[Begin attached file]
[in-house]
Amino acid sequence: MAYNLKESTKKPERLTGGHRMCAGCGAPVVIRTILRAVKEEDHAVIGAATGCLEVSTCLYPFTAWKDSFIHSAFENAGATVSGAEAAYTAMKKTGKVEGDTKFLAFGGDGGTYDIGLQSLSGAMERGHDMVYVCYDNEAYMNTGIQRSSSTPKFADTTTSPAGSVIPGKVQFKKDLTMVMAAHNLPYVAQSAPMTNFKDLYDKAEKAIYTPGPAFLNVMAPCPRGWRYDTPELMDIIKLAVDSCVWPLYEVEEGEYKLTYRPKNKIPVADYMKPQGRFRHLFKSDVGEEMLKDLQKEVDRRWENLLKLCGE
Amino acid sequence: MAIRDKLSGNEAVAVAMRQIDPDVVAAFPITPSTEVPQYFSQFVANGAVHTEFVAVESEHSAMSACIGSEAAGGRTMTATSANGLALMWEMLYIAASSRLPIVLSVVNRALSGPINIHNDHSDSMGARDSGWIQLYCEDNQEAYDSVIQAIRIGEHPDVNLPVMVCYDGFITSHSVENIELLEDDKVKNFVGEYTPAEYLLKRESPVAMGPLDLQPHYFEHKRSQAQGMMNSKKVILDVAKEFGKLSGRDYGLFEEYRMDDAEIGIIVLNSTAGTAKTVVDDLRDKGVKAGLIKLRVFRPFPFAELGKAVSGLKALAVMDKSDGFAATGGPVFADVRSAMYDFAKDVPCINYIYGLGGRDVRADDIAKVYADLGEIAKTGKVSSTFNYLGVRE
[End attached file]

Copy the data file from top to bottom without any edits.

[in-house]
Amino acid sequence: MAYNLKESTKKPERLTGGHRMCAGCGAPVVIRTILRAVKEEDHAVIGAATGCLEVSTCLYPFTAWKDSFIHSAFENAGATVSGAEAAYTAMKKTGKVEGDTKFLAFGGDGGTYDIGLQSLSGAMERGHDMVYVCYDNEAYMNTGIQRSSSTPKFADTTTSPAGSVIPGKVQFKKDLTMVMAAHNLPYVAQSAPMTNFKDLYDKAEKAIYTPGPAFLNVMAPCPRGWRYDTPELMDIIKLAVDSCVWPLYEVEEGEYKLTYRPKNKIPVADYMKPQGRFRHLFKSDVGEEMLKDLQKEVDRRWENLLKLCGE
Amino acid sequence: MAIRDKLSGNEAVAVAMRQIDPDVVAAFPITPSTEVPQYFSQFVANGAVHTEFVAVESEHSAMSACIGSEAAGGRTMTATSANGLALMWEMLYIAASSRLPIVLSVVNRALSGPINIHNDHSDSMGARDSGWIQLYCEDNQEAYDSVIQAIRIGEHPDVNLPVMVCYDGFITSHSVENIELLEDDKVKNFVGEYTPAEYLLKRESPVAMGPLDLQPHYFEHKRSQAQGMMNSKKVILDVAKEFGKLSGRDYGLFEEYRMDDAEIGIIVLNSTAGTAKTVVDDLRDKGVKAGLIKLRVFRPFPFAELGKAVSGLKALAVMDKSDGFAATGGPVFADVRSAMYDFAKDVPCINYIYGLGGRDVRADDIAKVYADLGEIAKTGKVSSTFNYLGVRE